tue 20/02/2018

race issues

Black Panther review - more meh than marvellous

Black Panther arrives with all the critics displaying superhero-sized goodwill for its very existence. It’s a big budget mainstream Marvel movie that not only features a nearly all-black cast, but it also has an African-American writer director (...

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Collective Rage, Southwark Playhouse review - a rollicking riot

“Pussy is pussy” and “bitches are bitches” but Jen Silverman’s Collective Rage at Southwark Playhouse smashes such tautologies with roguish comedy in a tight five-hander smartly directed by Charlie Parham.The play is set in New York and follows the...

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Afua Hirsch: Brit(ish) review - essential reading on identity

Usually extracts in newspapers should stimulate the appetite of the reader to get with it; this is a rare moment when the glimpses afforded to Afua Hirsch’s Brit(ish): On Race, Identity and Belonging have peculiarly maligned a complex and amply...

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Kiri, Channel 4 review - transracial adoption drama muddies the waters

“I’m black – I need to find out how black people live.” So reasoned Kiri, sitting in the back seat of the car driven by her social services case worker. She was on the way from her prospective adopters, a white middle-class couple who already...

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DVD/Blu-ray: Detroit

Detroiters razed sections of their own city as surely as Rome did Carthage, during five summer days in 1967. It took, amongst others, the 101st Airborne – victors at the Battle of the Bulge, then just back from Vietnam – to crush America's worst...

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Suburbicon review - George Clooney's jarring pastiche of the American dream

If you’re hoping for an incisive look at Fifties American suburbia in this unappealing film, directed and co-written by George Clooney, you’ll be disappointed. It’s hardly worthy of the director of Good Night, and Good Luck, also set in the Fifties...

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DVD/Blu-ray: Frantz Fanon - Black Face White Mask

The much-respected visual artist Isaac Julien made his name as one of the first great black British filmmakers, not least with Looking for Langston (1989) and Young Soul Rebels (1991). While Steve McQueen moved from gallery art and installations to...

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What Shadows, Royal Lyceum Theatre, Edinburgh review - compelling, urgent, unashamedly provocative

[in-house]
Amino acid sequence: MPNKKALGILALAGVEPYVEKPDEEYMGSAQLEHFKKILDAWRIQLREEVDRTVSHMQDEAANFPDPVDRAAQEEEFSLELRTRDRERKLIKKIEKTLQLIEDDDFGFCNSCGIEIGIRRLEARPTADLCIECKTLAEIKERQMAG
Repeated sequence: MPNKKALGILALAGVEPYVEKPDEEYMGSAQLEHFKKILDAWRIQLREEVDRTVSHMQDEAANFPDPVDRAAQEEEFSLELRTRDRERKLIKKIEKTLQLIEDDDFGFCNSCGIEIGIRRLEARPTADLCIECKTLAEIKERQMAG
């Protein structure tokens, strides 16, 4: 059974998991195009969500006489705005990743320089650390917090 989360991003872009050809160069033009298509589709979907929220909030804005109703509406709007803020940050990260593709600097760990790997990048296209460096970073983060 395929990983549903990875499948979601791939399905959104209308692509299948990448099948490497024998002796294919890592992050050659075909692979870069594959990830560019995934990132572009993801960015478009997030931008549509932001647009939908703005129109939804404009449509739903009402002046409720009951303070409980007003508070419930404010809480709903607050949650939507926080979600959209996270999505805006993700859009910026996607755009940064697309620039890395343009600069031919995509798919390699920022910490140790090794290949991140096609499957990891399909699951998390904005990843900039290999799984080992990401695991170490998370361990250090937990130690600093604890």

You’ve got to hand it to David Greig. The artistic director of Edinburgh’s Lyceum Theatre has shown quite a knack for surfing the zeitgeist with his programming – and more importantly, tackling urgent political issues in a properly theatrical way.He...

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'No matter where our intersections lie, we are all fundamentally connected'

Trouble in Mind, written by Alice Childress, the black actress, playwright and novelist, first opened at New York’s Greenwich Mews Theatre in November 1955. The show made Childress the first African-American woman to win an Obie Award for an off-...

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DVD/Blu-ray: My Beautiful Laundrette

This rerelease of Stephen Frears’ My Beautiful Laundrette comes as part of the wider BFI programme marking the 50th anniversary of the passing of the Sexual Offences Act 1967, and its presence in that strand, as one of the foremost works of its time...

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DVD/Blu-ray: Daughters of the Dust

Julie Dash’s remarkable 1991 film tells the story of the Peazant family, the descendants of freed slaves who live on the Georgia Sea Islands, an isolated community on the South-Eastern seaboard of the USA, more in touch with African traditions than...

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Lady Day at Emerson's Bar and Grill, Wyndham's Theatre review – searing stuff

Broadway so frequently fetes its visiting Brits that it's nice when the honour is repaid. That said, it's difficult to imagine audiences anywhere remaining unmoved by Audra McDonald's occupancy – "performance" seems too mundane a word – of the...

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